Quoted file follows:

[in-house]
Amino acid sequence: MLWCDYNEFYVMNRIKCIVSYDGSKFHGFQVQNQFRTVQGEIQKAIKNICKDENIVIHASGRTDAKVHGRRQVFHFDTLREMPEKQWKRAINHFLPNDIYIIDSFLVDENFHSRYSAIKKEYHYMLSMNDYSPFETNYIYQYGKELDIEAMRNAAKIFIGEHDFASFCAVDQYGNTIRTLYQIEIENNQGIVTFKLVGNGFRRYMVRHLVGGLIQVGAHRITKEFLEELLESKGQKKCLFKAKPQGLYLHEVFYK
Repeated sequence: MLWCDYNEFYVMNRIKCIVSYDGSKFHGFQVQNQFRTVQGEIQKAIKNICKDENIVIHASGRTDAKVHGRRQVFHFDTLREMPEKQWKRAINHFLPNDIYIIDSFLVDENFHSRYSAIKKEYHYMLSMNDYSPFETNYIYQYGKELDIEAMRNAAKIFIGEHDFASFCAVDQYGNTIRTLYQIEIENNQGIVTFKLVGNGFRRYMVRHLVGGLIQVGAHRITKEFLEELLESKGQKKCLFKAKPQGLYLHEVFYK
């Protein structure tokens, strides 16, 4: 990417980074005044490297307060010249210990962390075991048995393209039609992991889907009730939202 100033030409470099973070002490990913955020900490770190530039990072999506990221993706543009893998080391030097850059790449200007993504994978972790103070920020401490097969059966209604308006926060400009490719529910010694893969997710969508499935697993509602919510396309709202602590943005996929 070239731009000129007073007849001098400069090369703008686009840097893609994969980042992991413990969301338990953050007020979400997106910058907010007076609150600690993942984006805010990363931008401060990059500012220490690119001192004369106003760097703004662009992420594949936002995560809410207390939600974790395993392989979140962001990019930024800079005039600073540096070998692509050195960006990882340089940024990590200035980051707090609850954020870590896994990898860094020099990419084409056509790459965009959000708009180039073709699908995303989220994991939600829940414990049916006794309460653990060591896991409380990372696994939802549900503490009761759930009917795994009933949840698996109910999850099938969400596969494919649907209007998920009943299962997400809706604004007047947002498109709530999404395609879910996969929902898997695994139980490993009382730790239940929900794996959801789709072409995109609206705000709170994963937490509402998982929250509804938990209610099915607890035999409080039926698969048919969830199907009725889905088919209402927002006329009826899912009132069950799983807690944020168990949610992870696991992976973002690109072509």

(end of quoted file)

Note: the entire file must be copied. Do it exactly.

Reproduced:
[in-house]
Amino acid sequence: MLWCDYNEFYVMNRIKCIVSYDGSKFHGFQVQNQFRTVQGEIQKAIKNICKDENIVIHASGRTDAKVHGRRQVFHFDTLREMPEKQWKRAINHFLPNDIYIIDSFLVDENFHSRYSAIKKEYHYMLSMNDYSPFETNYIYQYGKELDIEAMRNAAKIFIGEHDFASFCAVDQYGNTIRTLYQIEIENNQGIVTFKLVGNGFRRYMVRHLVGGLIQVGAHRITKEFLEELLESKGQKKCLFKAKPQGLYLHEVFYK
Repeated sequence: MLWCDYNEFYVMNRIKCIVSYDGSKFHGFQVQNQFRTVQGEIQKAIKNICKDENIVIHASGRTDAKVHGRRQVFHFDTLREMPEKQWKRAINHFLPNDIYIIDSFLVDENFHSRYSAIKKEYHYMLSMNDYSPFETNYIYQYGKELDIEAMRNAAKIFIGEHDFASFCAVDQYGNTIRTLYQIEIENNQGIVTFKLVGNGFRRYMVRHLVGGLIQVGAHRITKEFLEELLESKGQKKCLFKAKPQGLYLHEVFYK
């Protein structure tokens, strides 16, 4: 990417980074005044490297307060010249210990962390075991048995393209039609992991889907009730939202 100033030409470099973070002490990913955020900490770190530039990072999506990221993706543009893998080391030097850059790449200007993504994978972790103070920020401490097969059966209604308006926060400009490719529910010694893969997710969508499935697993509602919510396309709202602590943005996929 070239731009000129007073007849001098400069090369703008686009840097893609994969980042992991413990969301338990953050007020979400997106910058907010007076609150600690993942984006805010990363931008401060990059500012220490690119001192004369106003760097703004662009992420594949936002995560809410207390939600974790395993392989979140962001990019930024800079005039600073540096070998692509050195960006990882340089940024990590200035980051707090609850954020870590896994990898860094020099990419084409056509790459965009959000708009180039073709699908995303989220994991939600829940414990049916006794309460653990060591896991409380990372696994939802549900503490009761759930009917795994009933949840698996109910999850099938969400596969494919649907209007998920009943299962997400809706604004007047947002498109709530999404395609879910996969929902898997695994139980490993009382730790239940929900794996959801789709072409995109609206705000709170994963937490509402998982929250509804938990209610099915607890035999409080039926698969048919969830199907009725889905088919209402927002006329009826899912009132069950799983807690944020168990949610992870696991992976973002690109072509």